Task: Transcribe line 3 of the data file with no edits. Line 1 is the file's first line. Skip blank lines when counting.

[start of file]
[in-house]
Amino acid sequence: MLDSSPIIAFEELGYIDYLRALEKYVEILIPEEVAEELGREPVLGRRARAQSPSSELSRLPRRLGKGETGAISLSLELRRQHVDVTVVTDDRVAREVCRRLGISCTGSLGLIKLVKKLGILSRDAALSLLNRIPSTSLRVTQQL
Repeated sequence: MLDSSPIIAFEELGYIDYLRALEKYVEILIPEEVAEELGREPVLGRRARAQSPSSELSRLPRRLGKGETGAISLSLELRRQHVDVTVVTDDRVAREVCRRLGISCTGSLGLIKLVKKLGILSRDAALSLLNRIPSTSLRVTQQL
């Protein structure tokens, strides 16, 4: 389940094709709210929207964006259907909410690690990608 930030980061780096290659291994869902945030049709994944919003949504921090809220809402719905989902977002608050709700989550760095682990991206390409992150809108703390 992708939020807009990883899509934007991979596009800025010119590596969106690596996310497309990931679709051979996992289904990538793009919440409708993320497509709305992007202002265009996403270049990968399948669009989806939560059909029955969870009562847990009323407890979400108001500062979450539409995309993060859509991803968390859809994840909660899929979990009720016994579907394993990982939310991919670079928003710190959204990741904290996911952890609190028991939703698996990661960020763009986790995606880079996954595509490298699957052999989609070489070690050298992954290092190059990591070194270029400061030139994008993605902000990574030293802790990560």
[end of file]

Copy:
Repeated sequence: MLDSSPIIAFEELGYIDYLRALEKYVEILIPEEVAEELGREPVLGRRARAQSPSSELSRLPRRLGKGETGAISLSLELRRQHVDVTVVTDDRVAREVCRRLGISCTGSLGLIKLVKKLGILSRDAALSLLNRIPSTSLRVTQQL